Next up, we have Marina. Marina was recently engaged to golden boy Grant Ellis, and struggling with her decision to leave her budding career behind and play trophy wife. Her description said black hair and blue eyes, and referred to her being pale so... basically everyone in this book is supposed to be white (of course, the usual), but I don't care so I'm going with Kerry Washington because she would be perf for this role. Serving up some Olivia Pope fierceness as a badass woman journalist crumbling the patriarchy and exposing hideous acts of powerful men.

Zoe is beautiful, young, French, and as is a trend with these women, smarter than men expect. I don't know many blonde French actresses (pretty sure it said blonde? Going with it) but I do think Clemence Poesy would be great.

And the last person I'm going to cast is Jonas. Head of Swiss United, mastermind of schemes. I think Steven Weber would be great for this. Pretends to be nice but secretly (or not secretly) an evil villain, head banker, asshole extraordinaire. 

Most of the rest of the cast would be sleazy bankers, golden boy politicians, and crooked businessmen. I don't really care to cast them.

So what do you think? Do I have a future as a casting director? I think Hollywood would be silly not to hire me. They'd really miss out. Also, if you've read this book, let me know if you agree with my choices!

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August TBR and why TBRs aren't my usual thing

Hi y'all! Here for my third blog post and hosting a group of Book Riot Insiders who blog together weekly! We will all be talking August TBRs - click the icon at the end of my posts to see their posts too. 

I did an unusual thing this month and made a TBR (I realize this is book lingo - if you aren't in the bookish world as much as I am, TBR stands for "to be read") stack. I made it extra big, though - like big enough that I know I won't read all the books.

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My August TBR includes a wide variety, because I'm a mood reader, and I will need lots of books to choose from. Quite few of these books were gifted to me for free from publishers (thanks to Viking for The Great Believers, Putnam for Charlotte Walsh Likes to Win and Where the Crawdad Sings, Little, Brown for Okay Fine Whatever, Random House for How to Love a Jamaican and Spinning Silver, and Crown Publishing for OK, Mr. Field). A few of these I've already started and not gotten far into - A Manual for Cleaning Women and The Essex Serpent. The Book of M was a Canada impulse buy because the back cover made it sound up my alley. I recently read and loved Plainsong, the book before Eventide by Kent Haruf. I also recently loved This Must Be the Place by Maggie O'Farrell, and I've heard people rave about her memoir so I bought it.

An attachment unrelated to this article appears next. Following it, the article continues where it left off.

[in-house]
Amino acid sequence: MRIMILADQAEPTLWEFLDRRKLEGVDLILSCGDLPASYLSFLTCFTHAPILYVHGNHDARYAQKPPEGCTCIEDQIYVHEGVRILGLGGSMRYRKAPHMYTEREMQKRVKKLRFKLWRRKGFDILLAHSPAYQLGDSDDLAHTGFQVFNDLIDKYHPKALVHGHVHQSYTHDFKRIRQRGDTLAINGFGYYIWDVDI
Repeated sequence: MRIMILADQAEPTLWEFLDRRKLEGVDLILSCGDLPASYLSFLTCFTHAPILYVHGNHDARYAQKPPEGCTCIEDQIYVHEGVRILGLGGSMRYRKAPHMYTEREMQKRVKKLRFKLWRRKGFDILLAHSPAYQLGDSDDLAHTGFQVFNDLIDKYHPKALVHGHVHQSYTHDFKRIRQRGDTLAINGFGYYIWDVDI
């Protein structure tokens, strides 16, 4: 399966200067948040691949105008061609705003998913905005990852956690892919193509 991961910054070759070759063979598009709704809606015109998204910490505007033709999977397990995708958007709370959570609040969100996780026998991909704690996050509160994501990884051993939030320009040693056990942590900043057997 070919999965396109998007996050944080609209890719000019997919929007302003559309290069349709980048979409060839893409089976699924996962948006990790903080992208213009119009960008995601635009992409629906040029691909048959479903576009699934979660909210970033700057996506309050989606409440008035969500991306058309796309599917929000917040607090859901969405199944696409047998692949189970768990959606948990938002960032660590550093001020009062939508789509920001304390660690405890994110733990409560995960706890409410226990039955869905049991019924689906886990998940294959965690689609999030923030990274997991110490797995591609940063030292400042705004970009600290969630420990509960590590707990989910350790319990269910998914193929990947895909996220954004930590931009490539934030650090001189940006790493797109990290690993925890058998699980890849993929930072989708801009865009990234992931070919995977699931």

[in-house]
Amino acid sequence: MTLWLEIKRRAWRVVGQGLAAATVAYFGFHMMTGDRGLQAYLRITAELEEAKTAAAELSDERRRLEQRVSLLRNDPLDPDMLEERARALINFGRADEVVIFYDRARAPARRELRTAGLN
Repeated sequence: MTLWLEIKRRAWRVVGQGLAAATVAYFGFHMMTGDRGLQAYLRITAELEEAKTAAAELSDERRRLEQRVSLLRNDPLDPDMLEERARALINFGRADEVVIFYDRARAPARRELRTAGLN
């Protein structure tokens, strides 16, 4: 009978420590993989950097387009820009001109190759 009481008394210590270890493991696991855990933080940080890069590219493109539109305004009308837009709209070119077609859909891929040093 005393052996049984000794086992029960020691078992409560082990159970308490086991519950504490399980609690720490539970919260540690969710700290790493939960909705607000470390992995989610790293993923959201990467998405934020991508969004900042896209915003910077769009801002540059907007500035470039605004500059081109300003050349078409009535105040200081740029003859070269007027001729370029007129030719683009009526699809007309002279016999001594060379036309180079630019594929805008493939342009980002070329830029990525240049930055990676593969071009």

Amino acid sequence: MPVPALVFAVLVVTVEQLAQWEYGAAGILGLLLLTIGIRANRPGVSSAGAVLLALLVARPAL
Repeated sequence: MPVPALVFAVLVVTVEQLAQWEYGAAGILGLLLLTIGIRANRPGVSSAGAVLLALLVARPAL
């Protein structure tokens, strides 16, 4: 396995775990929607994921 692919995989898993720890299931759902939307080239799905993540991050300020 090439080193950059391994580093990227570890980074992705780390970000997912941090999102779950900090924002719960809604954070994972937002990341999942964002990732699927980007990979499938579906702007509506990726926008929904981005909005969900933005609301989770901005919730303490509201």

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I don't usually do TBRs because I'm SUCH a mood reader. It's the same reason there are books I've been wanting to read forever but keep just not getting around to, like Cutting for Stone. I just really have to be in the right mood for a book, or else I don't enjoy it. I keep picking up Cutting for Stone, and it keeps not speaking to me. I haven't actually started it - I just pick it up, add it to a pile of "soon" books, and then ignore it. 

But this month... I'm going to try. I'm hoping that this large and very varied stack will help remedy the mood situation. We have fantasy, we have memoir, we have two very different collections of short stories, we have contemporary fiction, we have lit fic... hopefully most of the books I reach for this month will be from this pile, because I tried to make this pile out of books I want to read SOON. Prioritization is important, right?

 Bonus picture of a subset of my giant stack with napping floof with a tooth you can see if you look closely. Love her little fangs. 

Bonus picture of a subset of my giant stack with napping floof with a tooth you can see if you look closely. Love her little fangs. 

I have the best of intentions, but who can say what will happen. Maybe I'll go to the bookstore and see the second book of the Southern Reach Trilogy and want to read it right then. Maybe I'll get a sudden burst of motivation and desire to read a big classic (looking at you, Count of Monte Cristo). Maybe I won't read at all.

At the very least, I'll try this month. I'll try this TBR thing, again, and see how it goes. 

Be sure to click the icon below to see posts from the other bloggers in the #bookishbloggersunite group!

Book review: This Must Be the Place by Maggie O'Farrell

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Thought I would start off my blog reviews on a high note... a very high note... a FIVE STAR BOOK high note! That's right, this book earned my notoriously hard to earn fifth star! Meaning, I loved it, I lived for it, I want everyone to read it and I especially want everyone to love it as much as I did.